2017 Momentum Has Been Waning
The S&P 500 has been treading water for six weeks, which means bullish momentum has been getting weaker and weaker. Given what we know as of January 23, what are the odds the S&P 500 plunges this week in a manner similar to the 2011 plunge shown below?
Yellow Flags Typically In Place
Markets can do anything at any time; an expression that applies to all markets, including the present day market. Having said that, waterfall plunges typically do not come without some type of observable deterioration already in place. The 15% plunge in 2011 occurred between the close on July 28 and the intraday low made on August 9.
How Did Stocks Look Before The 15% Plunge?
Prior to the 15% drop, the S&P 500 had been moving sideways for six months (orange line below), which speaks to indecisiveness and waning momentum. The market had also made two discernible lower highs (1 and 2 below) relative to the high made in early May 2011.
Compare and contrast the 2011 chart above to the 2017 chart below. Instead of a six-month period of indecisiveness, 2017 has seen six weeks of consolidation, meaning the loss of momentum was much greater before the market plunged in 2011. Instead of making two discernible lower highs, the 2017 market made a new high 17 calendar days ago (point A below). In 2011, the last new high was made 87 days before the 15% drop.
How Much Damage Was In Place Before The 2011 Plunge?
In the next set of comparisons, we will remove price from the equation and focus on trends. Moving averages help us monitor the never-ending tug of war between bullish conviction and bearish conviction. Remember, the plunge in 2011 occurred between the close on July 28 and the intraday low on August 9.
The chart below shows various daily moving averages for the S&P 500 on July 28, 2011; the moving averages range from the 40-day (dark blue) to the 150-day (lime green). Notice how the 40-day moving average peaked two months before the waterfall decline (point A). The fastest moving average had also moved from the top of the cluster to the bottom of the cluster, which spoke to the magnitude of the deterioration in bullish conviction relative to bearish conviction. Also notice how tight the cluster of moving averages were on July 28, and how the slopes had moved from positive to neutral or negative.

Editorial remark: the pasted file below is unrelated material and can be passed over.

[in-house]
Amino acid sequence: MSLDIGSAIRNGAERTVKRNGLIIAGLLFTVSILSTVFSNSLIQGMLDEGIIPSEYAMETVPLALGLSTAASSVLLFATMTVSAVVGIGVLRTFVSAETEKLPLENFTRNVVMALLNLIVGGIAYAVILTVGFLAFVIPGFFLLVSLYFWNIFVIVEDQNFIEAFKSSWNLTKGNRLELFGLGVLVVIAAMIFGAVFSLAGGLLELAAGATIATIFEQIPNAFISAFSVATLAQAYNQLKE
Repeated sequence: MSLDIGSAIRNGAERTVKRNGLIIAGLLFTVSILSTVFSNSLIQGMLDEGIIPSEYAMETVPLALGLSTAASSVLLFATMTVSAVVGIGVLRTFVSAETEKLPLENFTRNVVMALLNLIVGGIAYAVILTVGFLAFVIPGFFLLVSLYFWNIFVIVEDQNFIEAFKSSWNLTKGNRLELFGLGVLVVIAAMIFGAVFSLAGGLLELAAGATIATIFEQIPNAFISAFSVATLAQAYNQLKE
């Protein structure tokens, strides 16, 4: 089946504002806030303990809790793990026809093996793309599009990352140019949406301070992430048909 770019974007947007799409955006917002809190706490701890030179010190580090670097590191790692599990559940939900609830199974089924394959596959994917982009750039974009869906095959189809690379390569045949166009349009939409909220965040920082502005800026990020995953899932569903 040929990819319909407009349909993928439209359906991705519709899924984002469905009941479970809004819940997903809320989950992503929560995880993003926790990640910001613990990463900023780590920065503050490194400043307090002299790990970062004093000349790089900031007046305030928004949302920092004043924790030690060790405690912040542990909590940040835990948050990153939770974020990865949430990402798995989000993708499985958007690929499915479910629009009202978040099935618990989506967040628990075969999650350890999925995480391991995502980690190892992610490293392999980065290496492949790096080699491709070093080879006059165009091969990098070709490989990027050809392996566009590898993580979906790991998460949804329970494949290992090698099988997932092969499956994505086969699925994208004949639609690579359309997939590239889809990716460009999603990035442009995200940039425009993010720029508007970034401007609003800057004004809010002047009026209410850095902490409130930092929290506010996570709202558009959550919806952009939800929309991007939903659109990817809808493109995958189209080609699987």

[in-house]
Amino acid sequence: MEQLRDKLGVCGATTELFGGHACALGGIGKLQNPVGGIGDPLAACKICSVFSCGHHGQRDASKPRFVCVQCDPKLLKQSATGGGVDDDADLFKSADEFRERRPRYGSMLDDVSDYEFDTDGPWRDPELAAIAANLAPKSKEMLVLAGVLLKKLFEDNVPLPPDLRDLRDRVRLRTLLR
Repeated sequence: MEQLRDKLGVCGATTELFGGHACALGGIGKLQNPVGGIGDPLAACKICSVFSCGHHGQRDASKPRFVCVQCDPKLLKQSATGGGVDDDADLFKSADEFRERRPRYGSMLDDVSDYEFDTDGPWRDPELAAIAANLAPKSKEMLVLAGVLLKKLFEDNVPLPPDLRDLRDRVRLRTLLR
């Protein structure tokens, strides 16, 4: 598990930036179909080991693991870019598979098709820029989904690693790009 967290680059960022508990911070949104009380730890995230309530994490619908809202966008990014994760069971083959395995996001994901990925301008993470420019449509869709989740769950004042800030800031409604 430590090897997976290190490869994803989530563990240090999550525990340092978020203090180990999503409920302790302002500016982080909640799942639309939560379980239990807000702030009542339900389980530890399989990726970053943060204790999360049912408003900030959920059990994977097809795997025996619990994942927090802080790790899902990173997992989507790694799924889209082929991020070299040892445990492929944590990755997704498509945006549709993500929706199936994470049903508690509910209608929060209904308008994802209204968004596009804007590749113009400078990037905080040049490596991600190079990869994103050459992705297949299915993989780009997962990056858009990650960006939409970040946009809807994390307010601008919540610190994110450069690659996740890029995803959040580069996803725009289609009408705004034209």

The 2017 chart below allows us to compare and contrast the exact same moving averages as of January 23. Instead of making a new high months earlier, the dark blue 40-day moving average is still making new highs. Unlike the tepid slopes in 2011, the slopes of all the moving averages in 2017 look much healthier from a bullish conviction relative to bearish conviction perspective. In 2011, the 40-day had migrated to the bottom of the moving average cluster; today, the 40-day remains firmly on the top.
Additional Historical Comparisons To January 2017
This week’s stock market video uses similar “facts in hand” charts to make comparisons to 1982, 1987, 1994, 2000, 2003, 2007 and 2009. The video helps us better understand the long-term bullish case relative to the long-term bearish case.
How Can The Charts Help Us?
Charts cannot predict the future. Charts help us monitor the probability of good things happening relative to the probability of bad things happening. The probability of bad things happening was higher on July 28, 2011 than it is today. Regardless, the probability of bad things happening is never zero, something that remains true in 2017.
The charts above do not tell us much about the next few hours or next few days. However, given the information we have in hand today, which reflects relatively strong bullish conviction vs. bearish conviction on numerous timeframes, any pullback in stocks has a better than average chance of eventually being followed by new highs.
This analysis is based on the look of the charts as of January 23. If the charts deteriorate in the coming days and weeks, a new assessment would include a bump higher on the “probability of bad things happening” side of the bull-bear ledger. Only time will tell.